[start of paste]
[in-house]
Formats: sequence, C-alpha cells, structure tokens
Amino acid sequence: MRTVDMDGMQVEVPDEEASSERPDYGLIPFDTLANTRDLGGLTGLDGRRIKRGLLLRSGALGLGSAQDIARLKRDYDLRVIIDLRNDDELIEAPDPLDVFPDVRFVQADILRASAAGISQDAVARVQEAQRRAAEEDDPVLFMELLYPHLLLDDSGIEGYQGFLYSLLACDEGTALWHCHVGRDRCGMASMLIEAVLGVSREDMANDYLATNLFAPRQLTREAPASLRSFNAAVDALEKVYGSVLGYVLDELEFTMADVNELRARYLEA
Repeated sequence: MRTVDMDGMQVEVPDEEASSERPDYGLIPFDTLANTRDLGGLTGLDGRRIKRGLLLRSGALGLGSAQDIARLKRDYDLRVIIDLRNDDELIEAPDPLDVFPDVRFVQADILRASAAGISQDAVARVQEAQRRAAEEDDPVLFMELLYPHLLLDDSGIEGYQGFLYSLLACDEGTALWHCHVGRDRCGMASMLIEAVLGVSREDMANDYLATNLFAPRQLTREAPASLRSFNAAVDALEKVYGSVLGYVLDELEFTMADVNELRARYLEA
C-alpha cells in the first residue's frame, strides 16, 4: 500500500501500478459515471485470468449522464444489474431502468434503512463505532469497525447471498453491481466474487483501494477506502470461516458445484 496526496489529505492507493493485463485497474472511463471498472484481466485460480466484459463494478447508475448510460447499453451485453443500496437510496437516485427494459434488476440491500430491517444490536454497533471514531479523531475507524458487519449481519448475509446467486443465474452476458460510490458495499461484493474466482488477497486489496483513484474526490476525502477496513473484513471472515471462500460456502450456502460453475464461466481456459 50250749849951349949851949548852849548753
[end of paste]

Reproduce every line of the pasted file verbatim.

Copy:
[in-house]
Formats: sequence, C-alpha cells, structure tokens
Amino acid sequence: MRTVDMDGMQVEVPDEEASSERPDYGLIPFDTLANTRDLGGLTGLDGRRIKRGLLLRSGALGLGSAQDIARLKRDYDLRVIIDLRNDDELIEAPDPLDVFPDVRFVQADILRASAAGISQDAVARVQEAQRRAAEEDDPVLFMELLYPHLLLDDSGIEGYQGFLYSLLACDEGTALWHCHVGRDRCGMASMLIEAVLGVSREDMANDYLATNLFAPRQLTREAPASLRSFNAAVDALEKVYGSVLGYVLDELEFTMADVNELRARYLEA
Repeated sequence: MRTVDMDGMQVEVPDEEASSERPDYGLIPFDTLANTRDLGGLTGLDGRRIKRGLLLRSGALGLGSAQDIARLKRDYDLRVIIDLRNDDELIEAPDPLDVFPDVRFVQADILRASAAGISQDAVARVQEAQRRAAEEDDPVLFMELLYPHLLLDDSGIEGYQGFLYSLLACDEGTALWHCHVGRDRCGMASMLIEAVLGVSREDMANDYLATNLFAPRQLTREAPASLRSFNAAVDALEKVYGSVLGYVLDELEFTMADVNELRARYLEA
C-alpha cells in the first residue's frame, strides 16, 4: 500500500501500478459515471485470468449522464444489474431502468434503512463505532469497525447471498453491481466474487483501494477506502470461516458445484 496526496489529505492507493493485463485497474472511463471498472484481466485460480466484459463494478447508475448510460447499453451485453443500496437510496437516485427494459434488476440491500430491517444490536454497533471514531479523531475507524458487519449481519448475509446467486443465474452476458460510490458495499461484493474466482488477497486489496483513484474526490476525502477496513473484513471472515471462500460456502450456502460453475464461466481456459 50250749849951349949851949548852849548753